Tension between India and China has flared up again with each accusing the other of trying to seize territory across their disputed Himalayan border.
India and China remain locked in a tense face-off after the Indian Army thwarted an attempt by troops of China's People's Liberation Army's (PLA) to alter the status quo on the southern bank of the Pangong Lake in eastern Ladakh.
Defence Minister Rajnath Singh chaired a meeting of the military brass after Indian troops reportedly interrupted Chinese maneuvers at two locations in eastern Ladakh.
The incident at the Line of Actual Control (LAC) is the first major confrontation in the area since the Galwan Valley clashes on 15 June in which 20 Indian Army personnel were killed.
Subsequently, the PLA has accused the Indian side of committing violations.
“Even as the ground commanders of the two sides were in discussions to de-escalate the situation, Chinese troops again engaged in provocative action,” India's foreign office said in a statement.
“Due to the timely defensive action, the Indian side was able to prevent these attempts to unilaterally alter the status quo.”
For months, troops from the two nations have been locked in a stand-off in the western Himalayas, where each side accuses the other of violating their nearly 3,500km-long border, most of which remains un-demarcated.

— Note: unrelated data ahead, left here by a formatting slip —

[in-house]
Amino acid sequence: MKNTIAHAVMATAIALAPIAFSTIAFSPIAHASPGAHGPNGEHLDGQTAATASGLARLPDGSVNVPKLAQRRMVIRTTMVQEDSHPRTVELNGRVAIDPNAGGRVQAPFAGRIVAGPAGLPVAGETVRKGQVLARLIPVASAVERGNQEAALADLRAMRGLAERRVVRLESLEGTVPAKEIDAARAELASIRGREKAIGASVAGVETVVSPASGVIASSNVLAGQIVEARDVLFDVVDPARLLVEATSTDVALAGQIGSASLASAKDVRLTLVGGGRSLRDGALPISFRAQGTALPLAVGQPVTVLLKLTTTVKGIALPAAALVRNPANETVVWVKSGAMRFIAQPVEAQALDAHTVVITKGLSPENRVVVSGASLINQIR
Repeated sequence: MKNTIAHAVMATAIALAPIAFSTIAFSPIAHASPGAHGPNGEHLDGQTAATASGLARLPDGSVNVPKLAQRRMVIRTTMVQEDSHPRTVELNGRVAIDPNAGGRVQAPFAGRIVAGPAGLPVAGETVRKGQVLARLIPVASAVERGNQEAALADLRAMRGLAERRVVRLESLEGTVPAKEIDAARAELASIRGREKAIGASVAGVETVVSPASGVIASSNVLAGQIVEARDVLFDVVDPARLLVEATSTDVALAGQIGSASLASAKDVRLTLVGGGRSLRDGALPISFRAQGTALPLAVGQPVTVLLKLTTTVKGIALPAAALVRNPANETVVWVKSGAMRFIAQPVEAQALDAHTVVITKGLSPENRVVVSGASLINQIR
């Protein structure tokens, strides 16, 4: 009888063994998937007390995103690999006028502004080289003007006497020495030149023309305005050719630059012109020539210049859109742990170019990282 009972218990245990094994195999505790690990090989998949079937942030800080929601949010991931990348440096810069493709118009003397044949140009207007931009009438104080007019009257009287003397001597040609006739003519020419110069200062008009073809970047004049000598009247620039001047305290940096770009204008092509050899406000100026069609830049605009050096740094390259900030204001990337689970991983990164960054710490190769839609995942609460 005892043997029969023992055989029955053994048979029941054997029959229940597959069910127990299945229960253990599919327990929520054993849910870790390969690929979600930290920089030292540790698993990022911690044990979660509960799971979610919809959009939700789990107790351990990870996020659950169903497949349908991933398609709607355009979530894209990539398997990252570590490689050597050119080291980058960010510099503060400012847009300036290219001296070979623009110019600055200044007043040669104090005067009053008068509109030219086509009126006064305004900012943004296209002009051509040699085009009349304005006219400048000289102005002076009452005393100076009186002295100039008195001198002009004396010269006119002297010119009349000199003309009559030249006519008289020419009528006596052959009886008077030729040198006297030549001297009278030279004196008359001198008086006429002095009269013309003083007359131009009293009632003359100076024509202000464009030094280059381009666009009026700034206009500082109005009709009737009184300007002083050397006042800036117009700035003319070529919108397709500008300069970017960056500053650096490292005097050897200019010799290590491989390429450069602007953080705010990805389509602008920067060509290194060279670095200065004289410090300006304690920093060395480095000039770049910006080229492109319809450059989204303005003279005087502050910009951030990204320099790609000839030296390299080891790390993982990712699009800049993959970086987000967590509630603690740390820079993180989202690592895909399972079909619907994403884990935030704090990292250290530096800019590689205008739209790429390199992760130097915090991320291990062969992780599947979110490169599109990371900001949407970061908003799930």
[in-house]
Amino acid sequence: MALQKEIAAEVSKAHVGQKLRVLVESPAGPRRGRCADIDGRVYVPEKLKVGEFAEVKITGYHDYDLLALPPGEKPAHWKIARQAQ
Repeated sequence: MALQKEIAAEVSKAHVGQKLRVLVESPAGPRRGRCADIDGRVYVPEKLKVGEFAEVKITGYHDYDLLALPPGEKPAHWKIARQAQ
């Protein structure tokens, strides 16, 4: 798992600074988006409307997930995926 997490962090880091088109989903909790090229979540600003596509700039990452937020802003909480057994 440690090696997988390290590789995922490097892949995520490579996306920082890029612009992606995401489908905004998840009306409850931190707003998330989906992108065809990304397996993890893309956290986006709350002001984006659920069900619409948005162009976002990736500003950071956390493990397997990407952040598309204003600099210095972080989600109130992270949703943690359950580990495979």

The conflict has been escalating since early May with skirmishes and a gradual military build-up. The three main friction points were Hot Springs, the Galwan Valley and Pangong Tso.
Unlike the 15 June face-off, the latest confrontation took place on the southern bank of the Pangong lake, not the Galwan Valley. The expansive lake, sections of which are controlled by India and China, is south of the Galwan Valley. The valley and the northern tip of the lake are over 80 kilometres away, as the crow flies.
Reacting to the latest round of tensions, China urged India to “immediately stop any actions leading to the escalation and complication of the situation” in the border region of Ladakh.
“India's move has grossly violated China's territorial sovereignty, seriously violated relevant agreements, protocols and important consensus reached between the two countries, and severely damaged peace and tranquillity along the China-India border,” Ji Rong, a representative of the Chinese Embassy in India, said in a statement.
“What India has done runs counter to the efforts made by both sides for a period of time to ease and cool down the situation on the ground, and China is resolutely opposed to this.”
India and China have held several rounds of military and diplomatic talks in the last two-and-half months, but no significant headway has been made towards a resolution to the border row in eastern Ladakh.
The two Asian powers fought a border war in 1962 and have been involved in regular showdowns ever since.
Following the deadly June clash, which saw Chinese and Indian soldiers fight each other with stones and iron rods, the Chinese and Indian militaries have poured tens of thousands of troops into the region.
On Wednesday, Rajnath Singh will head to Moscow to participate in a meeting of Defence Ministers of the Shanghai Cooperation Organisation. Also at the meeting, hosted by Russian Defence Minister Sergey Shoigu, will be Chinese Defence Minister Wei Fenghe.